Cognitive Science and the Study of Creativity

In today's world, creativity is highly valued in many areas of life, including art, science, technology, and business. Many people believe that creativity is an inborn trait--either you have it or you don't--but recent research in cognitive science suggests that creativity is actually a complex set of mental processes that can be studied and developed.

The Creative Process

Before we get into the research on creativity, it's helpful to define what we mean by "creativity." Most definitions agree that creativity involves the generation of novel and useful ideas or products. In other words, creativity is about coming up with something new and valuable.

The creative process can be broken down into several stages:

  • Preparation: Gathering information, brainstorming ideas, and choosing a problem to solve.
  • Incubation: Letting the problem simmer in your subconscious, taking a break from conscious thinking.
  • Illumination: The "aha!" moment when a solution comes to you.
  • Verification: Testing and refining the solution to make sure it works.

Researchers in cognitive science are especially interested in the incubation stage, as it seems to be the most mysterious and difficult to study. However, by using brain imaging techniques and studying the thought processes of creative people, cognitive scientists have begun to unravel the secrets of creativity.

Brainstorming and Brainstorming Techniques

One of the most widely used techniques for generating creative ideas is brainstorming. Brainstorming involves coming up with as many ideas as possible, without censoring or evaluating them, in a short period of time. The goal is to get as many ideas as possible out on the table, even if they seem silly or unrealistic.

Research has shown that brainstorming can be effective, but only if it is done in the right way. For example, brainstorming sessions with a diverse group of people tend to be more successful than sessions with a homogenous group. This is because people with different backgrounds and perspectives can bring new ideas and approaches to the problem.

Another key factor in successful brainstorming is the environment. People tend to be more creative when they are in a relaxed and comfortable setting, with plenty of time and space to think. Having access to materials like paper, markers, and sticky notes can also be helpful for visual brainstorming.

Creativity and the Brain

So, what happens in the brain when we are being creative? Studies have shown that when people are engaged in creative tasks, there is increased activity in the prefrontal cortex, as well as in other areas of the brain that are involved in vision, attention, and memory.

Interestingly, research has also shown that people who are more creative tend to have different brain structures and patterns of neural activity than less creative individuals. For example, some studies have found that people who are highly creative have more connections between the left and right hemispheres of their brain, which may allow them to bring together seemingly unrelated ideas.

Developing Your Creativity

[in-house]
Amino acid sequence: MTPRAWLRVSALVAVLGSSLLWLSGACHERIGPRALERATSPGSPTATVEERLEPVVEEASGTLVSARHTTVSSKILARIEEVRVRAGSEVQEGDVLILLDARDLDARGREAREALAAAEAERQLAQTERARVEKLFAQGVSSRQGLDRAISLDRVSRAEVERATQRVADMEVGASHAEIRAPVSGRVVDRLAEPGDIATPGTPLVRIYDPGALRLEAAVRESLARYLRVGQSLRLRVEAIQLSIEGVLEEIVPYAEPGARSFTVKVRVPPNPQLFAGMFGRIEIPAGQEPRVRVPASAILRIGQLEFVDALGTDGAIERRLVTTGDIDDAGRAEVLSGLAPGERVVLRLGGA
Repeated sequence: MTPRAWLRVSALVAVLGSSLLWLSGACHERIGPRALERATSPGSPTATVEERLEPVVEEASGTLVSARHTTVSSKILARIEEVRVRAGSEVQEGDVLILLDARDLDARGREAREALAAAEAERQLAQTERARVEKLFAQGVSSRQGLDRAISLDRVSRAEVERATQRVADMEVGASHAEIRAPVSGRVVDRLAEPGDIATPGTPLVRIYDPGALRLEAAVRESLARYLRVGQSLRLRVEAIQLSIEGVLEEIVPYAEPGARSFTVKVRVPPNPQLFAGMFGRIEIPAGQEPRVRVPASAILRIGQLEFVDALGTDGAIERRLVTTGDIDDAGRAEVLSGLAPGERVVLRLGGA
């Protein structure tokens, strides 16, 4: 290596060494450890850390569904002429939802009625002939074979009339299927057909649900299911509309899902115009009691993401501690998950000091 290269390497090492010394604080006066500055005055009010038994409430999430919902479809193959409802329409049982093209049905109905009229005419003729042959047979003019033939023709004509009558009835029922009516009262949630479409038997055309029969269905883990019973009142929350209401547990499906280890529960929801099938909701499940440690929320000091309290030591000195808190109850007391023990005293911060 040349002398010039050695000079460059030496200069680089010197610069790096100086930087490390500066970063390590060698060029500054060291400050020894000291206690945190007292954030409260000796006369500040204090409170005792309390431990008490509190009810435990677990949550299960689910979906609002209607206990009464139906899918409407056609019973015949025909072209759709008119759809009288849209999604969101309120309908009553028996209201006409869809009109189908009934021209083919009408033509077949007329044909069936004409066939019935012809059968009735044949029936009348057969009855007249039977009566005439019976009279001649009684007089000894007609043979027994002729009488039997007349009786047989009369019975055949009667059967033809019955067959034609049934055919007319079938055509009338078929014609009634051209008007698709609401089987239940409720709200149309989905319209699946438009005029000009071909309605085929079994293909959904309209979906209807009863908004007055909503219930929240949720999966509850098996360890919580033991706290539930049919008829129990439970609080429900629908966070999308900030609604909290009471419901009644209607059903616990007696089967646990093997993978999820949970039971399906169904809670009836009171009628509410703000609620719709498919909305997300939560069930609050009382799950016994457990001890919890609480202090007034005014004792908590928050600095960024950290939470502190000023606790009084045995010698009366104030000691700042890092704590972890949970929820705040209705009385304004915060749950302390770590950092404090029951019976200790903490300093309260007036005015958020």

If you want to become more creative, there are several strategies that you can try:

  • Practice brainstorming: Set aside time each day to come up with new and unusual ideas. Write them down, even if they seem impractical or silly.
  • Expose yourself to new experiences: Seek out new and challenging experiences, like travelling to a new place or trying a new hobby. These experiences can help to expand your perspective and give you new ideas to work with.
  • Boost your mood: Research has shown that people are more creative when they are in a positive mood. Listen to music, exercise, or spend time with loved ones to boost your mood and enhance your creativity.
  • Collaborate with others: Working with others can help you to see things from different perspectives and generate new ideas. Try to collaborate with people who have different strengths and backgrounds than you do.

Creativity in the Workplace

Creativity is important in many industries, including advertising, technology, and design. However, many workplaces are not set up to foster creativity. A recent study found that only 25% of workers feel that they have the time to be creative at work.

So, what can employers do to encourage creativity in the workplace? Some strategies include:

  • Create a positive work environment: Provide employees with access to natural light, comfortable seating, and other amenities that can boost mood and creativity.
  • Allow for flexible work arrangements: Some people are more creative when they have the ability to work from home or have flexible hours. Offering these options can help to enhance creativity.
  • Encourage collaboration: Create opportunities for employees to work together, share ideas, and give and receive feedback. This can help to generate new ideas and approaches to problems.
  • Provide training and resources: Offer workshops, classes, or other training opportunities that can help employees to develop their creative skills.


Cognitive science has shed new light on the complex mental processes involved in creativity. By understanding the stages of the creative process, as well as the brain mechanisms that underlie creativity, we can begin to develop strategies for enhancing our own creative abilities. Whether you are an artist, scientist, or business person, creativity is a valuable skill that can open up new possibilities and opportunities in your life and work.